Ovarian cancer is called a “silent killer” because by the time symptoms appear and diagnosis is made, it is generally too late for a cure.
Last year, 22,000 women were diagnosed with the disease in the United States; 14,000 of them died.
Laura Shawver, a scientist cancer researcher and commercial drug developer, is fighting back by offering ovarian cancer patients a molecular profile or blueprint of their tumor.
Shawver, a cancer survivor who has been in remission since 2006, had the same initial treatment as every ovarian cancer patient.
“The the same treatment that’s been around for at least 30 years," she says. "We all get surgery and we all get chemotherapy. Most people have a response, and we think we’re cured.”
Shawver is one of the few lucky ones. Ovarian cancer returns in 75 percent of patients.
“When we recur that’s when the guesswork comes in.” Shawver says that’s because ovarian tumors differ so widely from each other and respond differently to drugs. So, women end up going through round after round of different chemotherapy drugs. “It’s a random selection and, unfortunately, that means that the patient frequently gets toxicity without benefit.”
That has been Sheila Connor’s experience. She was diagnosed with late-stage ovarian cancer in 2007. After initial surgery and chemotherapy, the cancer returned four times over four years.
“The longest remission I had was about eight months,” says Connor.
Sheila Connor, who has lived with ovarian cancer since 2007, has opted to leave treatment.
She tried a battery of drugs. One would work for a time. Another would complicate her illness. “All the skin on my hands and feet peeled off, and I had mouth sores from it that I had to be hospitalized because I couldn’t eat. I couldn’t eat anything without pain medicine.”
Connor recently left a clinical trial because her cancer had progressed. She's decided to stop treatment.
Shawver believes the one-size-fits-all treatment approach doesn’t work. “There’s probably a better choice when they recur - and the chemo agents that are available, the molecular targeted agents that are available, the clinical trials that are available - should all be taken into consideration when faced with recurrent disease.”
In 2007, Shawver started the Clearity Foundation. The nonprofit offers ovarian cancer patients a molecular profile, or blueprint, of their tumor. That helps target drug therapy to a specific tumor.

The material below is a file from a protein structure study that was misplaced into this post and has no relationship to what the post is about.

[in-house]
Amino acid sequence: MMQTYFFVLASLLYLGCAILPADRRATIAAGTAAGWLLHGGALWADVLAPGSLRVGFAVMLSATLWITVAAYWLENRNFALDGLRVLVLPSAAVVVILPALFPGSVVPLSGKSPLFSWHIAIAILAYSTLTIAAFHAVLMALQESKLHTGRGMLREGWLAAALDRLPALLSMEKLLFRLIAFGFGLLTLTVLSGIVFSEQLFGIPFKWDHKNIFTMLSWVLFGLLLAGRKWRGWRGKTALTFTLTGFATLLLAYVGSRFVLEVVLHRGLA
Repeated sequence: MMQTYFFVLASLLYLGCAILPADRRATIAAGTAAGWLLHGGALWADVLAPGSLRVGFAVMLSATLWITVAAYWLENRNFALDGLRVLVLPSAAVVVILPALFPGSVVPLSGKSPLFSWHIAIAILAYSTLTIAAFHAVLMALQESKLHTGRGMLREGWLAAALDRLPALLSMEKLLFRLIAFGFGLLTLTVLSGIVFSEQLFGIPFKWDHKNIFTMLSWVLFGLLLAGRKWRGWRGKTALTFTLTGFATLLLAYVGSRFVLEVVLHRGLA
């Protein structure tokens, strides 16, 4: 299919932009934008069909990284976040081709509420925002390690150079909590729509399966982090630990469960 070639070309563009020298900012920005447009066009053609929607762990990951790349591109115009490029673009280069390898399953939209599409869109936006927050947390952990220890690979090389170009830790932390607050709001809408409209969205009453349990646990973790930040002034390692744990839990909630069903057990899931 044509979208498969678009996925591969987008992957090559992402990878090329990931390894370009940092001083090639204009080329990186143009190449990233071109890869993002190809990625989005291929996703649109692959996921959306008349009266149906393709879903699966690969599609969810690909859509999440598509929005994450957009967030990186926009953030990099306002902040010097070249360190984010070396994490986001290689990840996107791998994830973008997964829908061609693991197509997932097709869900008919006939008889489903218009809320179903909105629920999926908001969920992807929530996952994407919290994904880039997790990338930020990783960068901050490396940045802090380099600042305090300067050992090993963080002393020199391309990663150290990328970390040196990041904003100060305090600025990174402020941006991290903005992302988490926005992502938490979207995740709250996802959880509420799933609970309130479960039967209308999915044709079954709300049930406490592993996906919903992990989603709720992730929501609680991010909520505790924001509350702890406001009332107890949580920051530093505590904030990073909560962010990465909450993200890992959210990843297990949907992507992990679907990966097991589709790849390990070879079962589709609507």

Profiles are available for other cancers, but this is the first time it’s being applied to ovarian cancer.
Clearity compares the diseased ovarian tumor to others in its database. That suggests which of the dozen or so drugs regularly used for ovarian cancer might be most effective, based on their success in similar cases.
The foundation also screens for biological markers, which can indicate how a tumor will respond to certain chemotherapy agents. This opens options to try other cancer-fighting drugs.
That profiling wasn’t available when Sheila Connor's cancer first recurred. She says it’s a tool that can help patients make informed decisions. “If you had some idea, whether you would respond to these drugs you could try something else, try another standard drug and then if the other standard drugs don’t work, then I know that I need to get on a clinical trial.”
That is how Shawver is determined to change the way ovarian cancer is treated: one patient at a time. “In order to for the paradigm to really shift, we need for every woman who has recurring ovarian cancer to be willing to get her tumor profiled, to be willing to get on the right clinical trial and to really educate themselves about what are the treatment options.”
Shawver says this approach not only improves the quality of life for women with recurring ovarian cancer, it can also lead to the development of specific new drugs for the often deadly disease.